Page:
The Economist has published a report on digital banking and the need for established banks to become more agile and adapt to the changes in technology. The document has been published with the support of Temenos, a provider of banking and finance software. The Temenos / Economist pairing produced a similar report in 2017. At that time, partnering with Fintechs was the main message. Today, the discussion has moved from working together to challenging Fintech focused firms head on.
The report states:
“Banks can take the Fintechs on by building all-encompassing platforms that are seamless with other products and services. Digital investments are being directed to digital channel delivery capabilities such as mobile (cited by 54% of respondents), cloud-based technologies (48%), and in modernising front- and back-end systems (37%).”
Regarding the need for brick and mortar locations, the report states that “branches are disappearing quickly as customer behaviour changes” but 61% of respondents “still see a place for the traditional transaction-based branch model, nearly twice as many as those who think it will be dead by 2020.” It is not clear what a bank will do with the costly, physical locations that nobody wants to go to.
Big tech is the elephant in the room. While consumers and businesses need banking services, we do not really need banks anymore.
“GAFA may pose more of a present threat to the established retail banking order. Amazon is in discussions with JPMorgan Chase to offer current-account services to its American shoppers. It already has some experience in providing financial services, having lent over US$3 bn since 2011 to small businesses via its Marketplace platform. But banks still enjoy some advantages over GAFA: an established banking customer base, for example, and long-held reputations in the financial services space. Most crucially, their customers trust them with their most significant financial assets. Recent scrutiny of the digital giants’ use of private data and their impact on society may increase this advantage.”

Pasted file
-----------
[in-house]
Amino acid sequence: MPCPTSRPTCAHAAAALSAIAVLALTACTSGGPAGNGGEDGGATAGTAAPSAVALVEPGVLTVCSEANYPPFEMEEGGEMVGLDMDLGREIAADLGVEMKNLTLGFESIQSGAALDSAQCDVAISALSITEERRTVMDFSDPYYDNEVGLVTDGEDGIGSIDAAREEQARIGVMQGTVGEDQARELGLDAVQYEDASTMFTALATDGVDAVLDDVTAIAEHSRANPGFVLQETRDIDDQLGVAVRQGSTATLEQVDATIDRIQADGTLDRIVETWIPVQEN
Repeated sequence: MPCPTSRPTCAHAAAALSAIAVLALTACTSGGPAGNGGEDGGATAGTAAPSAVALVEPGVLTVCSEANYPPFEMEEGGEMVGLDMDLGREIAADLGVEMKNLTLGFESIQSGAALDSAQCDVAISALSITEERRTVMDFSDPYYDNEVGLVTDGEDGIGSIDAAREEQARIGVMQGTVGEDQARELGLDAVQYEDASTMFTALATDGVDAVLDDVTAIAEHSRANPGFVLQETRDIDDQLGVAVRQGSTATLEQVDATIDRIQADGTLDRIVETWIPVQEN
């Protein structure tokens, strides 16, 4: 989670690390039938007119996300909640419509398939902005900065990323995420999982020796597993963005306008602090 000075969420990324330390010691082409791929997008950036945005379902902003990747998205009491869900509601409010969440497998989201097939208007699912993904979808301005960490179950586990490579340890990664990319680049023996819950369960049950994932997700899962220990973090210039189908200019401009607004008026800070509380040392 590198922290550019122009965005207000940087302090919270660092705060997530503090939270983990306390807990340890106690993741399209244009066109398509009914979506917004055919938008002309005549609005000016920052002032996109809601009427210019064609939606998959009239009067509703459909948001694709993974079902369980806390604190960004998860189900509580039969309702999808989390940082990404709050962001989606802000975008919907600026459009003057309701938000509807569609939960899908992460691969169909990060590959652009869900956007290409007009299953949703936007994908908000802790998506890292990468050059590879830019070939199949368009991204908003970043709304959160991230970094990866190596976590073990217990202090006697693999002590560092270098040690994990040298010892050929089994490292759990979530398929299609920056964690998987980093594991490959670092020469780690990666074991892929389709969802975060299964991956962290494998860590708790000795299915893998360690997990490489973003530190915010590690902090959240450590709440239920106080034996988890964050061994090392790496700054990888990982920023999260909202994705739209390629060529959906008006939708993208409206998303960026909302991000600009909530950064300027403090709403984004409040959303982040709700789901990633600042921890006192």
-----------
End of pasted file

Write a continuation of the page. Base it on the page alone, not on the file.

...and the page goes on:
While there is hope for some banks to survive the digital tsunami many pundits believe that most will whither and disappear. Perhaps the best example in the US of a traditional financial firm emerging to challenge the Fintech and Big Tech onslaught is Marcus – the creation of Goldman Sachs. Unhindered by legacy tech and physical locations, Marcus is growing rapidly to challenge existing money center banks with superior offerings for consumers.
The digital disruption is obviously the leading concern – even more so than excessive regulation.
“…retail bankers that the digital revolution is the defining trend of the current era. Changing customer behaviour and technology have eclipsed regulation to become the most significant factors shaping their industry.”
So can traditional banks survive? Temenos / The Economist appear to believe so.
Meanwhile, most consumers just want to handle everything on their smartphone with a brand they trust, minus the excessive fees, and poor service emblematic of too many traditional banks.